Last edited by elrancho66; 04-07-2011 at 01:51 PM.

  51. #51
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    Quote Originally Posted by ptfmb71
    So from what it sounds like it is pretty well marked on race day? I have never ridden in the area and am probably going to do the race. I would hate to have a GPS on my handlebars....I gather I should be OK
    It was very well marked last year and didn't need a GPS.

  52. #52
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    Quote Originally Posted by rockcrusher
    Isn't that a little depressing that you need to have a expensive computer on your bike that communicates with a satellite just to find a course that could be found had they provided a better map or directions or both?

    Seems like a steep price to pay once you factor in the entry fee, accommodations, etc. I am not saying it is a bad idea, just unfair.
    Why is that? How many people now own smart phones with data plans that also do GPS with the proper apps? I think I paid $175 for my Garmin Edge 305, and it's been a constant companion on almost every ride I take. It's all relative to what priorities in life are important to you.

  53. #53
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    Besides the out and back to Skull Valley the race is held in a small forested section that is ringed by a well traveled fireroads. For the most part you can see the communication towers on Mt Francis, Granite Mountain, Spruce Mountain, or Thumb Butte, or the high grasslands heading to Flagstaff to keep your bearings. Yes maybe you might get off track and get on one of the many roads out there if you know what direction you want to head it is hard to "get lost". If you have trouble navigating that section you must not spend much time exploring on mountain bikes.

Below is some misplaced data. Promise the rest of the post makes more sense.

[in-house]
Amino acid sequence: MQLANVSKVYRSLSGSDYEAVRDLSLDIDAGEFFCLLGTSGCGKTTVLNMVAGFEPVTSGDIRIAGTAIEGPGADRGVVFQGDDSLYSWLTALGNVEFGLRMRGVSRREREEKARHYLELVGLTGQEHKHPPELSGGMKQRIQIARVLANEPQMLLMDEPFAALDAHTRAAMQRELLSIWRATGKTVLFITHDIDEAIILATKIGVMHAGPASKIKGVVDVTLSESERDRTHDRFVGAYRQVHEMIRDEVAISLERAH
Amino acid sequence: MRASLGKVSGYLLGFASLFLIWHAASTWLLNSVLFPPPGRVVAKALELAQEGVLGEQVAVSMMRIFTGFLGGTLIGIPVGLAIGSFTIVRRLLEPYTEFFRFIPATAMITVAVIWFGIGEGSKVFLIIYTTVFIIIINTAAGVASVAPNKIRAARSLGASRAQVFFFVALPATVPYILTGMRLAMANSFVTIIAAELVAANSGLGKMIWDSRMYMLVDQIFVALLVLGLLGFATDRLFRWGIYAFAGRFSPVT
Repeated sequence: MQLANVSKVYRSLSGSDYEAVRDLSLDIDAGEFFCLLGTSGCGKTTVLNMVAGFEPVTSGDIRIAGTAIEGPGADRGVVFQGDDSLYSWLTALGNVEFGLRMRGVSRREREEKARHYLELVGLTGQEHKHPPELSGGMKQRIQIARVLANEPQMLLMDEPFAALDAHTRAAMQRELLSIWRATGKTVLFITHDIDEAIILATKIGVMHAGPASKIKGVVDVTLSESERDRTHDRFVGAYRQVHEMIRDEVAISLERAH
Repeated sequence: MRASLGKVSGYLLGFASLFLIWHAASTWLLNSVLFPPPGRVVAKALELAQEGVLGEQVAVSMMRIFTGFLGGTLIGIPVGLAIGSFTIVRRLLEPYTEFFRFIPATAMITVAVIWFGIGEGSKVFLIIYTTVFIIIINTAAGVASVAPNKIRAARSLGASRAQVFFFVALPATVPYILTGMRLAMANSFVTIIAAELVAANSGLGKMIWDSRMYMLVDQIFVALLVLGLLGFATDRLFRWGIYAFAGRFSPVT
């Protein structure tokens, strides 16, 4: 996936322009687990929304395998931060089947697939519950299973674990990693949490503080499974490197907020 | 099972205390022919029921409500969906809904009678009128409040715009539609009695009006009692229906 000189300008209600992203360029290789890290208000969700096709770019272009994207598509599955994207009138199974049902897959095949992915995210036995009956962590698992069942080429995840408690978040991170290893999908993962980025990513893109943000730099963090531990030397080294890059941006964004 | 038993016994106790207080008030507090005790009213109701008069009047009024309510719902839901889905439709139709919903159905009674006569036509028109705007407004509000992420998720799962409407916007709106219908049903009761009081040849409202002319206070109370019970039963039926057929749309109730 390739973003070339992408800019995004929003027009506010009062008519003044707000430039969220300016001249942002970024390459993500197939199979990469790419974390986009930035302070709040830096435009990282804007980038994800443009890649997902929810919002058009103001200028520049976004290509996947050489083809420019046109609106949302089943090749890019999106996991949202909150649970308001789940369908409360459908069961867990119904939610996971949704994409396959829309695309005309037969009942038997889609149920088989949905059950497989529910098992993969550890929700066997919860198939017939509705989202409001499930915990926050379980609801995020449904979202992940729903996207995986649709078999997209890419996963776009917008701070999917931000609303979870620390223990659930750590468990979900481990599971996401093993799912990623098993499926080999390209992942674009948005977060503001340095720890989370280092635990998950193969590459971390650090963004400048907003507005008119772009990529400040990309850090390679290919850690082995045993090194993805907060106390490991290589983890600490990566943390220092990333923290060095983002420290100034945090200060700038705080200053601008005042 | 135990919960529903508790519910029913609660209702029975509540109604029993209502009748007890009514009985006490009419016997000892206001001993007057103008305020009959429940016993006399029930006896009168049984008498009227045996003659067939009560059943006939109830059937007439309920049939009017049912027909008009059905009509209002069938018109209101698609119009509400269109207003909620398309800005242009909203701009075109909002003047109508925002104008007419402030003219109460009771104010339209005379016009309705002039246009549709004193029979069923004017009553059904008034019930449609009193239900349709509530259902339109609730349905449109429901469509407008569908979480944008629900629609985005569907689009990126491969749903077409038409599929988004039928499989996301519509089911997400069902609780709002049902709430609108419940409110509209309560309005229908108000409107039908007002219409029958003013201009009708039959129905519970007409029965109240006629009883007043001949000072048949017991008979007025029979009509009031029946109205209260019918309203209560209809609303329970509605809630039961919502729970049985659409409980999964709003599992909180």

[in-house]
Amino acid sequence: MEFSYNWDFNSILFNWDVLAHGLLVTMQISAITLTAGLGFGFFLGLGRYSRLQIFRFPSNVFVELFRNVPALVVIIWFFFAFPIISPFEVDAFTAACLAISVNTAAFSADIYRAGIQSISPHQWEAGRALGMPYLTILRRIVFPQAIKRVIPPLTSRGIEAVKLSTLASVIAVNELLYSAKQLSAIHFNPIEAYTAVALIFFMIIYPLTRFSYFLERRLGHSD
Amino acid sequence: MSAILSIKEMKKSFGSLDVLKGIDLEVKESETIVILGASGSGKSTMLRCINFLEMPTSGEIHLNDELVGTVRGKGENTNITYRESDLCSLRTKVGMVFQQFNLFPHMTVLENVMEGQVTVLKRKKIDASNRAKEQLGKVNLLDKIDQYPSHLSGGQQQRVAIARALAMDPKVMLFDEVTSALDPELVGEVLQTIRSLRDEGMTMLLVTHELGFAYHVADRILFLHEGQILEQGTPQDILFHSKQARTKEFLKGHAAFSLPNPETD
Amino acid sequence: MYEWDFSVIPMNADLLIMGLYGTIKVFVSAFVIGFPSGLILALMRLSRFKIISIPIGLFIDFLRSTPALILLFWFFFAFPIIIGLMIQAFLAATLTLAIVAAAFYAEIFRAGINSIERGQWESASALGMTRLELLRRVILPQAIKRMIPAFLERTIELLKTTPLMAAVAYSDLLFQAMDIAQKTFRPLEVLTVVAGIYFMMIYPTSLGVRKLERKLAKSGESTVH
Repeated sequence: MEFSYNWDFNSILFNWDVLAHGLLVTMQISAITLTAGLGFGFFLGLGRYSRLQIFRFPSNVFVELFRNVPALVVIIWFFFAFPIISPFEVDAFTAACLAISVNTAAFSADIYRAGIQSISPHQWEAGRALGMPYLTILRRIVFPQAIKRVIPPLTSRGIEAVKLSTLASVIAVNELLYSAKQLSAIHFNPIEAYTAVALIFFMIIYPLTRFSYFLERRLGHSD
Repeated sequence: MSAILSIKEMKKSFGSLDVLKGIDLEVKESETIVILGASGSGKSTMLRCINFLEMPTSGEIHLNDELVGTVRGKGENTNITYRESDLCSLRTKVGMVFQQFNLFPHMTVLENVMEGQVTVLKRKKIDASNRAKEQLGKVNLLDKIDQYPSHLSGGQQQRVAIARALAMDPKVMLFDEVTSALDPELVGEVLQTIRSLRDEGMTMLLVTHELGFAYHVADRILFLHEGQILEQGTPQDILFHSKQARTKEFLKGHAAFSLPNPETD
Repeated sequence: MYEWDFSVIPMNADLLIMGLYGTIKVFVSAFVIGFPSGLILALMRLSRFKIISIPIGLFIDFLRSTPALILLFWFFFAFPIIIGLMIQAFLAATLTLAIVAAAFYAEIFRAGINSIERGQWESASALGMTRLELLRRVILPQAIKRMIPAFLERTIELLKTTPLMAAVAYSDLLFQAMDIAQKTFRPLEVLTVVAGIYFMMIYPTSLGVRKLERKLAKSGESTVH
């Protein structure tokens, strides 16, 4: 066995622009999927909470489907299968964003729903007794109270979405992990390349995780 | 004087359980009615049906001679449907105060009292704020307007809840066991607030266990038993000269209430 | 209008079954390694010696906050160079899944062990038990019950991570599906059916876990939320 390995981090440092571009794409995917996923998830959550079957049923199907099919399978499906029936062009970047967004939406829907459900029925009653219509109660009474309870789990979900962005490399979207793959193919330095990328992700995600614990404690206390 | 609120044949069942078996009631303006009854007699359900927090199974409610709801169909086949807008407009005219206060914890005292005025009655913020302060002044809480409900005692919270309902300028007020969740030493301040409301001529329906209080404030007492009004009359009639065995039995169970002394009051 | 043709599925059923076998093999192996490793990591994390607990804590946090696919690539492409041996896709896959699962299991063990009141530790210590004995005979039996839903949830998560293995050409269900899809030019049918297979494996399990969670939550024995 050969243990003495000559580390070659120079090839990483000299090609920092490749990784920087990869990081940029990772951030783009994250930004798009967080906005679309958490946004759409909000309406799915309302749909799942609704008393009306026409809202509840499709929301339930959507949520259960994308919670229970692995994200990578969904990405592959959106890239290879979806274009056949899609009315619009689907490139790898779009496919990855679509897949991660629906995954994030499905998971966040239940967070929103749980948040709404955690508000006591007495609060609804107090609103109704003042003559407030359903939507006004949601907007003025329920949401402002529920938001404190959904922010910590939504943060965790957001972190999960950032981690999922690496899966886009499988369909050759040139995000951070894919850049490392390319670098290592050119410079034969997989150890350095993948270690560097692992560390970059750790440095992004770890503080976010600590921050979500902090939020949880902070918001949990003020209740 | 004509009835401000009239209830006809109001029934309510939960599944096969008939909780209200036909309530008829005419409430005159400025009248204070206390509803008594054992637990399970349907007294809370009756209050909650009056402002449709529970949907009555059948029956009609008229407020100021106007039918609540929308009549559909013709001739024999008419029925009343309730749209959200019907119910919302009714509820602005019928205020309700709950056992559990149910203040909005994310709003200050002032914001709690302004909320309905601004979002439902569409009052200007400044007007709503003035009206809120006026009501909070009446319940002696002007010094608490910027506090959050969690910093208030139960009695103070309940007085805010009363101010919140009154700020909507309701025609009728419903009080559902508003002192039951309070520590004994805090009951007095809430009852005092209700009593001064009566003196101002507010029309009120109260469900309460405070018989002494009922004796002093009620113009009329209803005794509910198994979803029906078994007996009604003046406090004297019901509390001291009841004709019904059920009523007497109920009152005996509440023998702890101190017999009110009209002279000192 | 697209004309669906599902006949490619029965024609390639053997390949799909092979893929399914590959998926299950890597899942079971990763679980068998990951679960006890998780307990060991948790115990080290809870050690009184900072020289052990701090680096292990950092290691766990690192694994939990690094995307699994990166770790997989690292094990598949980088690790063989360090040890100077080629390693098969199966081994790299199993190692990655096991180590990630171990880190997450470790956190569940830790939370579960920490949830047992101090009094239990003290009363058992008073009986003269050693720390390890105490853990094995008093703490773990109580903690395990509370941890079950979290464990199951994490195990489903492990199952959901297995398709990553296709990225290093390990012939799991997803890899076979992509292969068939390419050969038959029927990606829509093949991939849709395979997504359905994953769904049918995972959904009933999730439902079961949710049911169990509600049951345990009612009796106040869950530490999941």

Dean

  54. #54
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    I don't think anybody is having issues on the Skull Valley section. And no you won't need a GPS during the race. I think the reason the OP got lost is that there is thinning work going on and some of the course has gotten covered up. No doubt Shu and the other locals who do an enormous amount of trail work up there will have things cleared out by race day. As for the OP getting lost I don't know him or what his back country skills set might be. Would a GPS have helped him possibly but then again if the trails are covered with trees following the track may not have been an option. Of course a GPS might have then helped him navigate a better way around. As was pointed out by one of the locals in the other thread on trails being wiped out by thinning it's better the the alternative of letting the trees die from disease.
    Singin' I love hike a bike!!!

  55. #55
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    Quote Originally Posted by bigworm520
    It was very well marked last year and didn't need a GPS.
    Unless you are in the lead, and your name is Tinker Juarez.